Bi-Pride

Jun. 22nd, 2017 06:50 pm
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[personal profile] schoolpsychnerd
I don't talk a lot about being Bi-sexual (for me that means I'm attracted to two genders, mine and not mine. I know that technically that may be more pan but I've been using bi since high school and it feels more comfortable to me) lately, particularly with it being pride month. I've always wanted to go to Pride, like since I was old enough to know what Pride was, and yet I've never been. Some of it I say is that the idea of being in the sun surrounded by a bunch of people, and that's certainly true. However, a big part of it is that I've never felt like I belonged in the LGBTQIA community until recently.

I'd had crushes on girls about the same age I had crushes on boys. I didn't realize you could have a crush on girls so I tended to read it as "I would have a crush on them if they were a boy" or "I want to be like them" or "I admire them". I realized my freshman year of high school that I was, in fact, probably bi and definitely liked girls like I liked boys. I came out to one of my best friends, who was gay. His response "It's a phase. Everyone gets crushes on people of the same gender. You haven't ever dated a woman so you're not bi. You're just horny". I mean, I figured he was the expert. And I heard a lot of bi-bashing from him. The idea that a bi-person would always leave you for a straight passing relationship, that bi folks are permisuous, that we are doing it for attention, that we are defined by who we are dating, that if we are dating someone of our gender it's still not real because we still identify as bi. I don't hold any anger or resentment towards this person. But I took that biphobia and made it mine. Plus it was kind of widely thought that I was a lesbian anyway by a certain portion of my high school in spite of the fact I exclusively dated boys in high school. My experiences with other women, when I did tell Holden Caufield Guy, he turned it into the selacious story for his titlation and like, got really weird about it and in retrospect displayed Abuser Red Flags around it. But I didn't have a community or the internet. I didn't know that this treatment was shitty.

I went to Knox and felt a bit freer to also like girls. This is back when girls kissing at a party was A Thing That Was For Entertainment and there was a lot of pressure to prove that you weren't "just kissing girls for attention". I didn't use the word bi because again, I tended to date men even though I had sexual experiences with other women (not while dating the men). I started saying I was heteroflexible, or a Kinsey 3. I thought I couldn't really be bi because clearly I didn't like men and women exactly equal. I eventually stopped talking about it all together. I got married and at that point talking about my sexual identity seemed moot. I mean, I married a man so what did it matter if I was also attracted to women? I thought of coming out to my family at some point, but figured it would be met with at best a "so?"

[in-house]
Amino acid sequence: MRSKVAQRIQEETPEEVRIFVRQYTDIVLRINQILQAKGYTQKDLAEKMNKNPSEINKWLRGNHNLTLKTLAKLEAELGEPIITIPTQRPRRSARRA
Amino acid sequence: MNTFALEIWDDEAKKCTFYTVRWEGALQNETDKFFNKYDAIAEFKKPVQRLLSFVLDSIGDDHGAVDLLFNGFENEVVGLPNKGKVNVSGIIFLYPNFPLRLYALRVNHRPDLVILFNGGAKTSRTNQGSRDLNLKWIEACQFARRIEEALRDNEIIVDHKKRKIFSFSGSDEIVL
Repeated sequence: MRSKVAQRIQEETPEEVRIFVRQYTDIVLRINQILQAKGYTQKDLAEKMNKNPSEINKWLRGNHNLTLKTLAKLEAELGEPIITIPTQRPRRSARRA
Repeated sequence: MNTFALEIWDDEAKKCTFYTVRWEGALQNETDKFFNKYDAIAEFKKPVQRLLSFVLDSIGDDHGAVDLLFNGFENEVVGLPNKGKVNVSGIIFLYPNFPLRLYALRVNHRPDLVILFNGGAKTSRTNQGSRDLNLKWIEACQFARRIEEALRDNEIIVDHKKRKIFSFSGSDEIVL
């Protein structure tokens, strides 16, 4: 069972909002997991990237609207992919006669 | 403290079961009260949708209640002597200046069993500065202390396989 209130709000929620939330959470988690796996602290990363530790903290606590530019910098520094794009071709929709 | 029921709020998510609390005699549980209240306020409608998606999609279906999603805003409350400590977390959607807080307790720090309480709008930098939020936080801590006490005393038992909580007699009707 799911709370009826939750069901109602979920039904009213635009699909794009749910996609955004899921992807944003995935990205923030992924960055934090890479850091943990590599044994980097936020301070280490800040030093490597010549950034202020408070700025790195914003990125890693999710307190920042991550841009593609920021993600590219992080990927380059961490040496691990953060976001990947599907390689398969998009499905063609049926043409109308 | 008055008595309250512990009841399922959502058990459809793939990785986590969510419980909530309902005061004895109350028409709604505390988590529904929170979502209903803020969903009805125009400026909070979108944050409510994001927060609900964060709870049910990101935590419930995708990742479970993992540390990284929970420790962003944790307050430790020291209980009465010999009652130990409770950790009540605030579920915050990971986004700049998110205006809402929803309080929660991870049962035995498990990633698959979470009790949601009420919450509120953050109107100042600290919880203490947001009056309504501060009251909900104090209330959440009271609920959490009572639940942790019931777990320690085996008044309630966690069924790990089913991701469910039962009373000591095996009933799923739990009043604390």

I did come out to my brother and aunt. It...it feels like so much less of a high stakes thing. I was in my 20s, in Japan, married. And my brother, who tried to start a GSA in our town and did start one in college, said "it doesn't matter who you're with. it's your identity." My brother has always spoken from a place of his truth. I was out in grad school, at one point my professor pointed out to me that I may have been the lone LGBTQIA person in our program and I joked "Well I'm married to a man so I barely count" and he said emphatically "you count". It was easier for me on like, day 2 of grad school to tell a bunch of strangers that I was bi than it was for me to put on facebook on national coming out day (up until this year I either didn't comment or said I was an ally.)

I know there are so many experiences I didn't have because I am bi and have been in straight-passing relationships. And I often feel like there isn't space for me. Like being a Jewish kid with a Christian mom, I feel like I have to prove my ability to belong. I have to show people that I am queer enough to be able to go to pride and not have people think I'm a tourist.

I make sure my bi-students feel affirmed. Some of my students know I'm bi because I've accidentally used "we" when talking about bi-phobia. When they ask, I don't deny it. I affirm their identity no matter who they are dating. A lot of them have said that family members or friends would be ok with them being gay or lesbian but cannot deal with the fact that they are attracted to more than one gender. And yes, friends who are a part of the LGBTQIA community too. It breaks my heart when my students hear the same things I heard from a community I was supposed to be a part of. I know in that community I have a lot of privileged. I'm white, upper SES, cis, and in a straight-passing relationship. And bi-phobia still hurts. Maybe someday I'll go to Pride and not be pre-occupied with people figuring I don't belong.

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